Well, I haven’t forgotten your homework, and here are the answers.

What are you doing?
¿Qué estás haciendo?

I am measuring the wall.
Estoy midiendo la pared.
You are telling the truth.
Estás diciendo la verdad.
My husband is washing the dishes.
Mi marido está lavando los platos.
We are spending a lot of money.
Estamos gastando mucho dinero.
My children are cleaning the house.
Mis hijos están limpiando la casa.

I’ve just noticed that almost every one of these sentences expresses something that is highly unlikely to happen in my lifetime! However, as their main purpose is to practice the language and not worry about what they actually say, I will concentrate on the job at hand.

As always with translations there are a few details that could be written differently; for example instead of los platos you might have written la vajilla. Also it depends whether a wall is interior – pared – or exterior – muro – to know exactly which word is appropriate. The main point though is the construction of the verb which hopefully is now clear.

I thought a small digression would be good now, as it is still something to do with the connection between English and Spanish languages and cultures. I have mentioned already that the Gerund is used in a far greater variety of ways in English than in Spanish, to the point where, for a foreigner our language appears to be full of these –’ing’ words. I suffer from the fact that my surname ends in –’in’. There isn’t a Spaniard in Spain who doesn’t spell my surname ‘Croning’ the first time they come across it!

There is a phenomenon that occurs in languages which is the incorporation of words from other languages. It is because of this and from the fusions of peoples over the centuries that new languages are born. English is a dominant language in the world for a number of reasons and the result is that it is ‘invading’ the Spanish language, particularly in the form of Gerunds. Here are some examples of what I mean:

“Body-building”, “camping”, “casting”, “catering”, “doping”, “feeling”, “footing”, “happening”, “lifting”, “mailing”, “marketing”, “overbooking”, “parking”, “peeling”, “piercing”, “rafting”, “shopping”, “surfing”, “traveling”, “windsurfing”, “zapping”.

This is actually a small selection of the Gerund ‘loan words’ that now appear frequently in Spanish speech and writing (notice – ‘writing’). The curious thing is that quite a few of them slightly modify the original meaning (notice – ‘meaning’) of the word, which creates some strange problems when translating (notice – ‘translating’).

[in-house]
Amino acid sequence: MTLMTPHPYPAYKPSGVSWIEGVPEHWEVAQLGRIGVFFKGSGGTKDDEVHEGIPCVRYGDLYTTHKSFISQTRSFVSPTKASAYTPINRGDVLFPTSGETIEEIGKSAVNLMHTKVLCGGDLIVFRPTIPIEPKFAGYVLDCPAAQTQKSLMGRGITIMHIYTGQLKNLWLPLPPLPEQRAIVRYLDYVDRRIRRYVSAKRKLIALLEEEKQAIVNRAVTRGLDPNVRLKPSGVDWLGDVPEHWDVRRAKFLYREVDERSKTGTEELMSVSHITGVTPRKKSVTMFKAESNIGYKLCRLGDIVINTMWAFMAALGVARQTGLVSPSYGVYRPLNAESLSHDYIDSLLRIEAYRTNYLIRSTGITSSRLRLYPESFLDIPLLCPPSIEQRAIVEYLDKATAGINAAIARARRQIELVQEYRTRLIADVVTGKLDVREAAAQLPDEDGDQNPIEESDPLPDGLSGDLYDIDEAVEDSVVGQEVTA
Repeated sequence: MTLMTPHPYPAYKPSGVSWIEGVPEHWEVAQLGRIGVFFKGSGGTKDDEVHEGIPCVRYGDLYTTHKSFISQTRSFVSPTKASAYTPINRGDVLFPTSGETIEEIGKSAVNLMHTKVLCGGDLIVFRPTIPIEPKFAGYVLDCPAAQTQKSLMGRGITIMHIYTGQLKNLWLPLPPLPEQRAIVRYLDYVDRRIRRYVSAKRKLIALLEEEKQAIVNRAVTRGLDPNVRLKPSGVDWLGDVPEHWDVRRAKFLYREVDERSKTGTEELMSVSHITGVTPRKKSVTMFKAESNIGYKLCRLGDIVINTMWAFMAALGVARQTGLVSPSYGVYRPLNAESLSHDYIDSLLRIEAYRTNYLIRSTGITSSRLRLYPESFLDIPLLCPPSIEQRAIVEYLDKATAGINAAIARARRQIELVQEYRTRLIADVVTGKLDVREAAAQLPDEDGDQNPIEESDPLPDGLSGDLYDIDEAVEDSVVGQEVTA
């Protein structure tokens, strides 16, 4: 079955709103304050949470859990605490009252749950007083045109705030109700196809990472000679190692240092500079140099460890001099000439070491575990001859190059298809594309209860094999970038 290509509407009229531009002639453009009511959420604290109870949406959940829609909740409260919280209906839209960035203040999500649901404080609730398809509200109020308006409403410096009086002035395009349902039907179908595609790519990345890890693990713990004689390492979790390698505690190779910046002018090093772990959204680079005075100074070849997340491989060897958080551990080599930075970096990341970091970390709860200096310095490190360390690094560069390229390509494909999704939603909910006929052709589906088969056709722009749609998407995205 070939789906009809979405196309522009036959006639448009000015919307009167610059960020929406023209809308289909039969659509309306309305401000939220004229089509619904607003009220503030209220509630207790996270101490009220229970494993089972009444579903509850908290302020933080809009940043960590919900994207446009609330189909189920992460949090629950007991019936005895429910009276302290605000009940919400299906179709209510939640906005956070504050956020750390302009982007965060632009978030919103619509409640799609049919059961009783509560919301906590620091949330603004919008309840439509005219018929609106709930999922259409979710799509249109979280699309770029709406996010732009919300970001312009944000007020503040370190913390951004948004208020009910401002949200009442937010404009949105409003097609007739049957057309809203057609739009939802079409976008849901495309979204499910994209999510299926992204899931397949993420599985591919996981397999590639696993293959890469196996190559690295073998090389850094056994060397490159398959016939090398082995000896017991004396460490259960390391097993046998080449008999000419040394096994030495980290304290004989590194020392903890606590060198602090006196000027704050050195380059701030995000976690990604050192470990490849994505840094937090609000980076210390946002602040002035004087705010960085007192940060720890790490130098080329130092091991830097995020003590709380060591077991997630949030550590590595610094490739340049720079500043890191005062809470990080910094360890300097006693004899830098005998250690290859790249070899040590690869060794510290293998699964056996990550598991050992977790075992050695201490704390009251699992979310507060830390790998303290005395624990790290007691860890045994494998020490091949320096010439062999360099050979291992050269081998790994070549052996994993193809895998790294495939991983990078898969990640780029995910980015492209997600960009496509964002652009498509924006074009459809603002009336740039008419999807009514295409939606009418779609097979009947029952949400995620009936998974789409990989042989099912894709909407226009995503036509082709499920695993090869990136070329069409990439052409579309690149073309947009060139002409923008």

For example:
“camping” means ‘camp site’
“casting” means ‘audition’
“footing” means ‘jogging’
“mailing” mean ‘mail shot’ (or whatever the real word for that is in English)
“parking” means ‘car park’
“peeling” refers only to beauty treatments and never to potatoes! “piercing” refers specifically the adornment of the human anatomy
“traveling” has something to do with camera movements on film sets.

The potential for confusion between English and Spanish speakers with these words is amazing. (Hmmm – amazing!)

I shouldn’t really admit to this, but a few months ago over the summer I watched the “castings” for Factor X” on the television; that was in between sending out “mailings” from my website. One day someone offered me a “peeling”, but I thought that was a bit decadent, especially as I would not allow my daughter to have a “piercing”. I keep thinking that I should go back to “footing”, but I’m too lazy! Driving to a “parking” is more my scene these days. Whilst on the home front, I’m more like to spend my time “zapping” than organizing a “happening”.

Now you’ve got something else to fill your time – Gerund hunting!

Jane Cronin’s “Step by Step Spanish” articles are available as e-books at www.janecronin.eu where you can also obtain Jane’s “Step by Step Internet Spanish” course.